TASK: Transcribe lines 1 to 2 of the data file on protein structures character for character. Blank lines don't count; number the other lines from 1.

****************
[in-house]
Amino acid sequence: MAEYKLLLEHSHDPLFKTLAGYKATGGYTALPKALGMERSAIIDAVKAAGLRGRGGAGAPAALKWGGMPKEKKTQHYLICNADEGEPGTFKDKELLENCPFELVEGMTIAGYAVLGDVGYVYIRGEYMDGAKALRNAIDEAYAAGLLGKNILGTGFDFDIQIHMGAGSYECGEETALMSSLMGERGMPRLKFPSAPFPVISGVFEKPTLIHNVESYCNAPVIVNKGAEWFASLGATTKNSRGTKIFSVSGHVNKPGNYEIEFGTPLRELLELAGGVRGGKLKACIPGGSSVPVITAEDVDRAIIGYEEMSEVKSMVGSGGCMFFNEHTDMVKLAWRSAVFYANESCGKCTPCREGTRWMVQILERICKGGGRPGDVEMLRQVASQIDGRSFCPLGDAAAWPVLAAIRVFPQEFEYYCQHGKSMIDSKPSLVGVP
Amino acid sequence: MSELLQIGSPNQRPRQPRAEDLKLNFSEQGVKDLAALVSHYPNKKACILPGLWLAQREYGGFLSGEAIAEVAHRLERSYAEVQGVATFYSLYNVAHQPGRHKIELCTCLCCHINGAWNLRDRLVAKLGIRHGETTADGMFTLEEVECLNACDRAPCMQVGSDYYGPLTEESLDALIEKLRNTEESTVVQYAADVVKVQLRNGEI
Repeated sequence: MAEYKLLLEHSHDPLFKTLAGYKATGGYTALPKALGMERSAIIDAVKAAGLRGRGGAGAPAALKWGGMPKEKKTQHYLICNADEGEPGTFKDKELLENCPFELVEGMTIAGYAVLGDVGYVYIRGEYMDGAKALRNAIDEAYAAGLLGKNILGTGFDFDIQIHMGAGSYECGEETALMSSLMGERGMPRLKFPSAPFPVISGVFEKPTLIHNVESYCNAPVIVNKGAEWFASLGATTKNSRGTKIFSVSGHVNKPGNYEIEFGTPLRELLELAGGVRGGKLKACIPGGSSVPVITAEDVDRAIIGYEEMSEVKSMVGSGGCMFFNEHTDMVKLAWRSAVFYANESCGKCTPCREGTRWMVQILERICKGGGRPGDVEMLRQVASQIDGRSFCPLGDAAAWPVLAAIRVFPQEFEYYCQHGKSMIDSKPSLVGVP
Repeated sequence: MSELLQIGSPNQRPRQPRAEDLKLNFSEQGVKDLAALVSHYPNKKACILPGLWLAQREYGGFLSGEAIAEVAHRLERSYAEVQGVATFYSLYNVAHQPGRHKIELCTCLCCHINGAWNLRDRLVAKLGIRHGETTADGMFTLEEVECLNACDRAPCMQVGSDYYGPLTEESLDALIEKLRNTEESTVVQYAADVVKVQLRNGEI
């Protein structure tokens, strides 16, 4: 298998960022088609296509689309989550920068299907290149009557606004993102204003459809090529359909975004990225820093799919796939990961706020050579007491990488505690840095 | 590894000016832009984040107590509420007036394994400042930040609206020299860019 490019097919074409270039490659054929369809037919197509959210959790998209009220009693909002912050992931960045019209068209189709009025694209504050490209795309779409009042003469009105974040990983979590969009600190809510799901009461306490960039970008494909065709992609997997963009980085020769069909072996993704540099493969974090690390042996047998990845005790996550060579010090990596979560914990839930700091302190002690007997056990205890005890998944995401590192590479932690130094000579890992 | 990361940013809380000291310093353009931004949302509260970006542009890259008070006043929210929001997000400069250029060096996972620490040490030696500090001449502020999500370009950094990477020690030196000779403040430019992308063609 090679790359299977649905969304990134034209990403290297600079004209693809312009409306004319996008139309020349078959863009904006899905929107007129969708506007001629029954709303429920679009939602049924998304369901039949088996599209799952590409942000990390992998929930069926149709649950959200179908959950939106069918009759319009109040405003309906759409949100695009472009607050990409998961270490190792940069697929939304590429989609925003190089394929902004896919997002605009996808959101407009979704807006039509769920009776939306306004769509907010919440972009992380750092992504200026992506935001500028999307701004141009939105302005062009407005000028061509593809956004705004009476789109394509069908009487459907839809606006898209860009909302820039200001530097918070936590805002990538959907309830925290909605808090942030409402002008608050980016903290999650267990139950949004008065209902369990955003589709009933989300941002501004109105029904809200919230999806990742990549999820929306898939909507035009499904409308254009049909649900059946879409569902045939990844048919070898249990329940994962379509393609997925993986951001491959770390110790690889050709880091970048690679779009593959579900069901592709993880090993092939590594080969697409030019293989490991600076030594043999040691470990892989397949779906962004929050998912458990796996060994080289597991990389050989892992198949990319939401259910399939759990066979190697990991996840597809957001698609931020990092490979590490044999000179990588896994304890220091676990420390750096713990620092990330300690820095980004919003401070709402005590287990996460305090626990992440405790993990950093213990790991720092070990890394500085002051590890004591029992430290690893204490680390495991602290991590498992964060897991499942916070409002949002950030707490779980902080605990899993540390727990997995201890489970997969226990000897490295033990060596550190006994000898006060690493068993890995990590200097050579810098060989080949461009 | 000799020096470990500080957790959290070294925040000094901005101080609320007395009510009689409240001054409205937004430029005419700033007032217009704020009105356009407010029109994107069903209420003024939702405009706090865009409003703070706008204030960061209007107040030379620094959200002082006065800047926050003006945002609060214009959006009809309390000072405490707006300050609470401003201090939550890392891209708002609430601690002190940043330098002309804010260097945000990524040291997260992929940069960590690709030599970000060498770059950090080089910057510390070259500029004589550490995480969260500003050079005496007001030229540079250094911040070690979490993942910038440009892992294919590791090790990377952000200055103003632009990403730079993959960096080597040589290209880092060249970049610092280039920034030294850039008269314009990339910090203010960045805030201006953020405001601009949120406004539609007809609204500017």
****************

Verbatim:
[in-house]
Amino acid sequence: MAEYKLLLEHSHDPLFKTLAGYKATGGYTALPKALGMERSAIIDAVKAAGLRGRGGAGAPAALKWGGMPKEKKTQHYLICNADEGEPGTFKDKELLENCPFELVEGMTIAGYAVLGDVGYVYIRGEYMDGAKALRNAIDEAYAAGLLGKNILGTGFDFDIQIHMGAGSYECGEETALMSSLMGERGMPRLKFPSAPFPVISGVFEKPTLIHNVESYCNAPVIVNKGAEWFASLGATTKNSRGTKIFSVSGHVNKPGNYEIEFGTPLRELLELAGGVRGGKLKACIPGGSSVPVITAEDVDRAIIGYEEMSEVKSMVGSGGCMFFNEHTDMVKLAWRSAVFYANESCGKCTPCREGTRWMVQILERICKGGGRPGDVEMLRQVASQIDGRSFCPLGDAAAWPVLAAIRVFPQEFEYYCQHGKSMIDSKPSLVGVP